Christmas Parade Canceled in Hampton

Return to Table of Contents

Regulations, Liability End Christmas Event

By Jason Schreiber

Hampton Union, Friday, August 24, 2007

[The following article is courtesy of the Hampton Union and Seacoast Online]

Members of the New Hampshire Academy of Performing Arts perform for a large crowd in downtown Hampton during last year's Christmas parade.
[Andrew Moore file photo]

HAMPTON -- The town's annual Christmas parade — a tradition that has put smiles on the faces of the young and old for generations — has been called off this year.

The announcement comes just days before a new state law goes into effect aimed at improving float safety following the death of Thomas Fogarty, a 9-year-old Greenland boy who died when he fell off a float in last year's Portsmouth parade.

Faced with growing safety concerns for children riding the floats and increased liability, the Hampton Area Chamber of Commerce decided it had no choice but to cancel the popular holiday event.

"The last thing in the world we want is for anything to happen to a child," said chamber President Doc Noel.

The chamber has sponsored the parade in the past and, as host, would ultimately be held liable if a tragedy like the one in Portsmouth happened in Hampton, Noel said.

The chamber's board of directors wasn't willing to take any chances, he said.

"It was a very tough decision for the board," said Eileen Nevins, chairman of the chamber's executive board of directors. "We discussed it at length. The cost of the liability was just too great to undertake for a nonprofit."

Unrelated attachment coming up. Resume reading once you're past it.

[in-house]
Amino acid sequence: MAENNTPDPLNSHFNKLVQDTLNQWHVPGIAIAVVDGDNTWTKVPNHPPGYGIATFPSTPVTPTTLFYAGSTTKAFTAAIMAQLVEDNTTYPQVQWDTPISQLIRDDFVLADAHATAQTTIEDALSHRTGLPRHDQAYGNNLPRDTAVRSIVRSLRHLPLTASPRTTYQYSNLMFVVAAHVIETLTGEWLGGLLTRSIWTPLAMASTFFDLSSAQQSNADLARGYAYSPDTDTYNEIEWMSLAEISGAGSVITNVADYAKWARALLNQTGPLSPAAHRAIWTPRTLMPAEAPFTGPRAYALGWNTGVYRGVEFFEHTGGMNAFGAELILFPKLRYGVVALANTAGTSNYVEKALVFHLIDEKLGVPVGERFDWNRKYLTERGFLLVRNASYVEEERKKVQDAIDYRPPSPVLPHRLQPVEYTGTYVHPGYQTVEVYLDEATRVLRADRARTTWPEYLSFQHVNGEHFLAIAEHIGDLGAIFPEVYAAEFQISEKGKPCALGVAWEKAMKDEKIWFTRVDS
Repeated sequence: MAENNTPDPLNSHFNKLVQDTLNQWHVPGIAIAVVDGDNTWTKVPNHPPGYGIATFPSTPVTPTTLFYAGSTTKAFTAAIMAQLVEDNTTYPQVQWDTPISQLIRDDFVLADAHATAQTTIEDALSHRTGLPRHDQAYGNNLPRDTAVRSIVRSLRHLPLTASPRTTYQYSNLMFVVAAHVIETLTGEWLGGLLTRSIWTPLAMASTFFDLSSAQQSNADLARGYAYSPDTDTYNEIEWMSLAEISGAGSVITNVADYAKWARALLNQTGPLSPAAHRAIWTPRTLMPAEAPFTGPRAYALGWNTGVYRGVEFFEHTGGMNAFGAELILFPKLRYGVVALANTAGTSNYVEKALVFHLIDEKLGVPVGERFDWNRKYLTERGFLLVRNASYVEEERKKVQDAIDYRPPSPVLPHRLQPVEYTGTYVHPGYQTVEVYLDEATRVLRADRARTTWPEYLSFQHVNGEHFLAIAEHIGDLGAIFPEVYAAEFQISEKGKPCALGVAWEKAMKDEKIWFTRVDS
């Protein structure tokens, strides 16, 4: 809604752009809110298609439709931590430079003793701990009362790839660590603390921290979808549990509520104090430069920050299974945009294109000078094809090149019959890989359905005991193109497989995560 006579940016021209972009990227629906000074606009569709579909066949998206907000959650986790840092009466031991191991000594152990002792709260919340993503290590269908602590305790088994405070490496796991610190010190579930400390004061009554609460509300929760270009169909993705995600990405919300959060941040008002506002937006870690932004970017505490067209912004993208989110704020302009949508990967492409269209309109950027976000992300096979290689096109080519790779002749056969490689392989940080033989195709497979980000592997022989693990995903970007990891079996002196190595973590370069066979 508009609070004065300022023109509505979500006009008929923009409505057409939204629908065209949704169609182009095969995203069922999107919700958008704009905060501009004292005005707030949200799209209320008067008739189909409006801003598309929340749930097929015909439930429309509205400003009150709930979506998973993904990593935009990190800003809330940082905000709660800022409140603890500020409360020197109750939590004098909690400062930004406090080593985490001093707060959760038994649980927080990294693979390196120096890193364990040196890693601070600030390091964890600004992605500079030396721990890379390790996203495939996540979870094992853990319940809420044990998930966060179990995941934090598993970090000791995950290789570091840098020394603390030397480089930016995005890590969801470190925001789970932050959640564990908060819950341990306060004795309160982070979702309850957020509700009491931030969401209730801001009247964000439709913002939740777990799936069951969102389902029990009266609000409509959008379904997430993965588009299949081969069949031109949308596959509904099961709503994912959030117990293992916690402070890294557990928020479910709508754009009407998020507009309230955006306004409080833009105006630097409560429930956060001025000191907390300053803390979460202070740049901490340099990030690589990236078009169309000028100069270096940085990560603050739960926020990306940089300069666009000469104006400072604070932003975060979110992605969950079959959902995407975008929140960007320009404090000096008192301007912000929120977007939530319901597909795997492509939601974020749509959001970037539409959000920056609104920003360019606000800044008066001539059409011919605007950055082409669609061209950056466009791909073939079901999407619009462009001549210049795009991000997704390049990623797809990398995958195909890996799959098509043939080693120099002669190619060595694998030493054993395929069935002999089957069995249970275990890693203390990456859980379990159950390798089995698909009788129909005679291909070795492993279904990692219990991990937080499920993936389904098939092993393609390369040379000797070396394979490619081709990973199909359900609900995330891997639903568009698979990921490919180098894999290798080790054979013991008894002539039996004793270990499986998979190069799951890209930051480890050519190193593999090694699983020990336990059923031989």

The chamber considered the impact of legislation passed in July that puts new safety measures in place to protect children riding on parade floats.

The new law, which becomes effective Sept. 16, calls for better adult supervision when children are riding on floats.

Under the law, no vehicles with protruding wheels are allowed in parades unless the vehicle is suitably modified to protect both riders and pedestrians from the wheel assembly; at least one adult, other than the driver, must supervise children on a vehicle in a parade and have a way to communicate with the driver; and one adult would be required per every four children.

Additionally, children riding on a vehicle must remain entirely within the perimeter of the vehicle and, if standing, must be protected if the vehicle suddenly starts or stops. Violators would be fined $50 for a first offense, $100 for second or subsequent offenses.

Enforcing the new law would be tough, Nevins said, adding, "What are you going to do, have a policeman every quarter mile?"

"We hate to have it disappear because it's been here for as long as I can remember," she said. "It's just a sign of the times."

But while the parade is off, the chamber is still planning to host an event to brighten the holidays for the many families who have counted on the parade each year. Noel said a committee will begin looking at sponsoring some type of holiday event after the Seafood Festival is over. The event will be fully funded by the chamber, Noel said, because the chamber can't use the town money voters approved in March as those funds were specifically earmarked for the parade.

Meanwhile, some who have marched in past parades said that while disappointed, they understood the decision.

"A Christmas parade is a tradition, but I can't say I blame the chamber or leaders of the town given the risks involved and the liability," said Jeff Gasperoni, a leader with Hampton Cub Scout Pack 177 who marched in last year's parade with his son, Charlie.

Davina Larivee, who serves on the committee for Boy Scout Troop 177, agreed. Still, she said, the season will be different this year without the parade.

"The parade is just part of Christmas," she said.

Return to Table of Contents